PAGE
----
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Kathy Kennedy of KLK Consulting, an education consultant who has contracted with the Nebraska Department of Education, is shown with, clockwise from her left, Schuyler Central High Principal Stephen Grammer, the State Department of Education’s Shirley Vargas, Mark Brady with Educational Service Unit 7 and Assistant Principal Jim Kasik.

Nebraska Commissioner of Education Matt Blomstedt is right to open up the process so that Nebraska consultants will be considered for contracts to help struggling schools.

The state currently uses a North Carolina-based consulting firm that has received almost $1 million from the state over three years.

The state has intervened in four priority schools since 2015: Druid Hill Elementary, Loup County Elementary, Santee Middle School and Schuyler Central High School.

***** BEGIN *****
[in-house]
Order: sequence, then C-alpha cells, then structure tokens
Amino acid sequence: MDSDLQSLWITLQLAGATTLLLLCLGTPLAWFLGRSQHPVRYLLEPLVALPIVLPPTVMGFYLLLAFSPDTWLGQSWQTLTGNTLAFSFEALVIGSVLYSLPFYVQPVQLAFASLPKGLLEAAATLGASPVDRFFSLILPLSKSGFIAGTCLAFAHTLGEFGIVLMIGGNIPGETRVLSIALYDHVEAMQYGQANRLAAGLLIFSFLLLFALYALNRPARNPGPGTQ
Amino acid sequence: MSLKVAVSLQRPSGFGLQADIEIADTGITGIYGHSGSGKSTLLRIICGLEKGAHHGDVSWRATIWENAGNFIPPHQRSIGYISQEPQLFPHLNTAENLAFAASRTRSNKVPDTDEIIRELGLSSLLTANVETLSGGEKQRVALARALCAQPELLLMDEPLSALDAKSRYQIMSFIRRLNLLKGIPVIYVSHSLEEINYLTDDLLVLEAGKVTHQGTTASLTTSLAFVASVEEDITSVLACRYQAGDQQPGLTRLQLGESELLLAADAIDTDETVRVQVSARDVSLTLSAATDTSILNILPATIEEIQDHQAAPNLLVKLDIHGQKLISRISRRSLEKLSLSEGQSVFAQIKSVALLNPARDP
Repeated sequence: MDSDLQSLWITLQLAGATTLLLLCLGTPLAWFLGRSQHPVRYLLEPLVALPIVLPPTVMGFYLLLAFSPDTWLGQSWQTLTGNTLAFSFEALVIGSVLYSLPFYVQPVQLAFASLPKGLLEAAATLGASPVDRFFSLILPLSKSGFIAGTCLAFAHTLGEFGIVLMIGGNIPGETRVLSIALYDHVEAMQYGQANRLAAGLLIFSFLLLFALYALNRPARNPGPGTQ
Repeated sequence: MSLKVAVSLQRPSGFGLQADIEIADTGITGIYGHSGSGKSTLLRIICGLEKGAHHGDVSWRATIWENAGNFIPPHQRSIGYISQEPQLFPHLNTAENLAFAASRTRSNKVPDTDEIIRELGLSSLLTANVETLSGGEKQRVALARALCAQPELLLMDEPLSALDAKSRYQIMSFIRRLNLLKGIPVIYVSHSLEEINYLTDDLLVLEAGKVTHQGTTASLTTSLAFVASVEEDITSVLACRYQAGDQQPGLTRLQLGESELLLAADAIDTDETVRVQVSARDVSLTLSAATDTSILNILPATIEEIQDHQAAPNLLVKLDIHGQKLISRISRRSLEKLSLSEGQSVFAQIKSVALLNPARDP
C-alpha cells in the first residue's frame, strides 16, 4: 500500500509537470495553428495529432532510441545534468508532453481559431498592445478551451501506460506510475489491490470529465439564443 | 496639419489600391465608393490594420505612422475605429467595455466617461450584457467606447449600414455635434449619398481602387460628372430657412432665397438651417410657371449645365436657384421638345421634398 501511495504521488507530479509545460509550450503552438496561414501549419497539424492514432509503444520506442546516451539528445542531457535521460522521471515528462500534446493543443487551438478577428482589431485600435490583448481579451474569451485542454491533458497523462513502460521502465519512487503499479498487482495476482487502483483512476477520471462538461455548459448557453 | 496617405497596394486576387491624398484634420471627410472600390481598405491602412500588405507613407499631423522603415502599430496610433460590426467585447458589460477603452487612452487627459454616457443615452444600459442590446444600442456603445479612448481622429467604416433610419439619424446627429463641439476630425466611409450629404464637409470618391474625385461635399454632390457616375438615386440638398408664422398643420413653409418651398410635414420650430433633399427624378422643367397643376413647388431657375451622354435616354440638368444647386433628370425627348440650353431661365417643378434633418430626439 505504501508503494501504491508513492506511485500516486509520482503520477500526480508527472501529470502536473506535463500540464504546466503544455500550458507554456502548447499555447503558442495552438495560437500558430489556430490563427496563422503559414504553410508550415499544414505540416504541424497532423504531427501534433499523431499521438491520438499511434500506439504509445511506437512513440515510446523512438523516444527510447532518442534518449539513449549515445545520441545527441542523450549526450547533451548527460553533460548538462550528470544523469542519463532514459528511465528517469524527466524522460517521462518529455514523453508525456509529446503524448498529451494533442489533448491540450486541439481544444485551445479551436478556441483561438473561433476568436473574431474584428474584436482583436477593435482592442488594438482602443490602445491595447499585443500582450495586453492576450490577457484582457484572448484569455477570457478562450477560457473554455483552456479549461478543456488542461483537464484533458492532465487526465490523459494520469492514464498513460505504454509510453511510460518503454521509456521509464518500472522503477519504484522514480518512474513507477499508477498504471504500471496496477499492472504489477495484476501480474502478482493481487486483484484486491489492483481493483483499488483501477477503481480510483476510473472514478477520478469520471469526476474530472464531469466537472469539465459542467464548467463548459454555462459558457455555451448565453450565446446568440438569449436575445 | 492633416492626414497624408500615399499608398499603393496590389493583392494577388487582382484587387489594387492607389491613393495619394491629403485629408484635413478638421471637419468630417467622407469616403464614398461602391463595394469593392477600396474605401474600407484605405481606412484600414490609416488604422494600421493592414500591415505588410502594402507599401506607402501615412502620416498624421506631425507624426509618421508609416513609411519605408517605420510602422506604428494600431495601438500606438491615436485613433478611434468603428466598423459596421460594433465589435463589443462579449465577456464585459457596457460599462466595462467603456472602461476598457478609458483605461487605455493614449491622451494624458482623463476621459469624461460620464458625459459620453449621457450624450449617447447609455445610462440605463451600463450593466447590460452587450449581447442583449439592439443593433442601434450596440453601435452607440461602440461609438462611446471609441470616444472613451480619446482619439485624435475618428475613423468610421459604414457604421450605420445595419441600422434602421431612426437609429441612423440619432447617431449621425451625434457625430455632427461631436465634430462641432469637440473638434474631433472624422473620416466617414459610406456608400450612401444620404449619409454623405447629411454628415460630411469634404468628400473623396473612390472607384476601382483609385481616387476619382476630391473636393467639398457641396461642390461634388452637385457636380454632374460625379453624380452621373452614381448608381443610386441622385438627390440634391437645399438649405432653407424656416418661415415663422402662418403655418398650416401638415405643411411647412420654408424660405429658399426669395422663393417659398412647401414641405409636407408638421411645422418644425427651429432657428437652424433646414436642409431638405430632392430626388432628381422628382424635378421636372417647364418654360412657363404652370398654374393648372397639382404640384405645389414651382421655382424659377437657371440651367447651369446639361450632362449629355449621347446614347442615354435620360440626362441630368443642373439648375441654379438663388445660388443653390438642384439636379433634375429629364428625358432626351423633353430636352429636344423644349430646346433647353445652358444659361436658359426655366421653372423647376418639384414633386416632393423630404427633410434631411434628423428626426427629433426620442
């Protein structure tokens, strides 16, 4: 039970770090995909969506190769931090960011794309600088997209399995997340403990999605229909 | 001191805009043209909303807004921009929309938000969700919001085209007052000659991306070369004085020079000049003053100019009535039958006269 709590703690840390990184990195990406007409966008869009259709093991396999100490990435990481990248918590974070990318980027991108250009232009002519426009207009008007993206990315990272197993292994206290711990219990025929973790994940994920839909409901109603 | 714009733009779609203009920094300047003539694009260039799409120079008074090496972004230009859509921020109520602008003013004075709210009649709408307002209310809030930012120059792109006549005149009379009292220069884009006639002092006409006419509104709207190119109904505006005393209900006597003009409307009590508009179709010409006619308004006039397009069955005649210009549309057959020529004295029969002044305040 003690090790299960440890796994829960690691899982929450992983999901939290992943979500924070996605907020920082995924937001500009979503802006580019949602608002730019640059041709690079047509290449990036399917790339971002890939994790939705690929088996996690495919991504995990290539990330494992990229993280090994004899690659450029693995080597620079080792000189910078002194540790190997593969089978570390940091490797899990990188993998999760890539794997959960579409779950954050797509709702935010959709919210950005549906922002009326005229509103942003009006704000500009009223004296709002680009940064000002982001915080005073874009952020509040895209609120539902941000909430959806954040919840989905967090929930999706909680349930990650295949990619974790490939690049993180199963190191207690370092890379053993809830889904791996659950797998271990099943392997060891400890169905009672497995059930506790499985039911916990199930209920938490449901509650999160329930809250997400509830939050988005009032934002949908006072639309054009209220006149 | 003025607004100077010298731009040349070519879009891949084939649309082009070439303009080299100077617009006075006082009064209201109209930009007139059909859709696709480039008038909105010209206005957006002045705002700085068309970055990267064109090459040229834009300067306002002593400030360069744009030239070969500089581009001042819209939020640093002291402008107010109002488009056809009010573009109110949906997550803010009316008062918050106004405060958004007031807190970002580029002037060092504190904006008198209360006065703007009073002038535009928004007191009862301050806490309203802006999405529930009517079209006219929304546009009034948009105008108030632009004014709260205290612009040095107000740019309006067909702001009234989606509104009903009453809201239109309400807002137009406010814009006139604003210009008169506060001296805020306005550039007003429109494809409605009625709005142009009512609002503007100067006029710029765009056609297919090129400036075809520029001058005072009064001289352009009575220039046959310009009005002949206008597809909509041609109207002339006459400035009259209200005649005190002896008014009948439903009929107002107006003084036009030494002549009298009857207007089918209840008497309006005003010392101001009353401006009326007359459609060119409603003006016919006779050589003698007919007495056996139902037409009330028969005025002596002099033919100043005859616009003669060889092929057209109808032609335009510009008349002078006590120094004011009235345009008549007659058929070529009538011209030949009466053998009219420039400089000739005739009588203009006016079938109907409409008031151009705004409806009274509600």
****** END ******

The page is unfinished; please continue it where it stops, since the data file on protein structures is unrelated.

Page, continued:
After meeting state goals, Druid Hill was delisted in 2017, and the State Board of Education voted this month to delist Loup County Elementary, as well — positive signs that the state’s intervention is helping.

It’s possible that consultants will be phased out eventually, leaving such efforts to department staff, but Blomstedt says state salary limits have precluded him from hiring additional employees for the work.

The main consultant, who is paid at $4,000 a day, has expertise in this field. But it serves the public interest for Nebraska agencies to always look for the most cost-efficient ways to provide services.

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